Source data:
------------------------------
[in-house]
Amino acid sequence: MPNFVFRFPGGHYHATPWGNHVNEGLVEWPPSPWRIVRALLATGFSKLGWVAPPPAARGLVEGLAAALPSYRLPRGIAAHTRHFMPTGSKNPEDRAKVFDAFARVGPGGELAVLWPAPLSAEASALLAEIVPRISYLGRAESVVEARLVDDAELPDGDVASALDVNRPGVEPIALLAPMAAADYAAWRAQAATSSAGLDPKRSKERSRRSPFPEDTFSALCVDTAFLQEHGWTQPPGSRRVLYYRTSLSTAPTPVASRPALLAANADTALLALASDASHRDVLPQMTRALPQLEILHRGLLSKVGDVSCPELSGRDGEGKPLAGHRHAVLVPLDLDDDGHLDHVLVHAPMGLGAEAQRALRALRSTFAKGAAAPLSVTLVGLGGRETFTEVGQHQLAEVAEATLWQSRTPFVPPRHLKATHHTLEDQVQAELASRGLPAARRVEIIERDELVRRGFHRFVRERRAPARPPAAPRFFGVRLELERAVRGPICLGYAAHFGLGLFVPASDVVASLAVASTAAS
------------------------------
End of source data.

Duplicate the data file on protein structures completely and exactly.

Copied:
[in-house]
Amino acid sequence: MPNFVFRFPGGHYHATPWGNHVNEGLVEWPPSPWRIVRALLATGFSKLGWVAPPPAARGLVEGLAAALPSYRLPRGIAAHTRHFMPTGSKNPEDRAKVFDAFARVGPGGELAVLWPAPLSAEASALLAEIVPRISYLGRAESVVEARLVDDAELPDGDVASALDVNRPGVEPIALLAPMAAADYAAWRAQAATSSAGLDPKRSKERSRRSPFPEDTFSALCVDTAFLQEHGWTQPPGSRRVLYYRTSLSTAPTPVASRPALLAANADTALLALASDASHRDVLPQMTRALPQLEILHRGLLSKVGDVSCPELSGRDGEGKPLAGHRHAVLVPLDLDDDGHLDHVLVHAPMGLGAEAQRALRALRSTFAKGAAAPLSVTLVGLGGRETFTEVGQHQLAEVAEATLWQSRTPFVPPRHLKATHHTLEDQVQAELASRGLPAARRVEIIERDELVRRGFHRFVRERRAPARPPAAPRFFGVRLELERAVRGPICLGYAAHFGLGLFVPASDVVASLAVASTAAS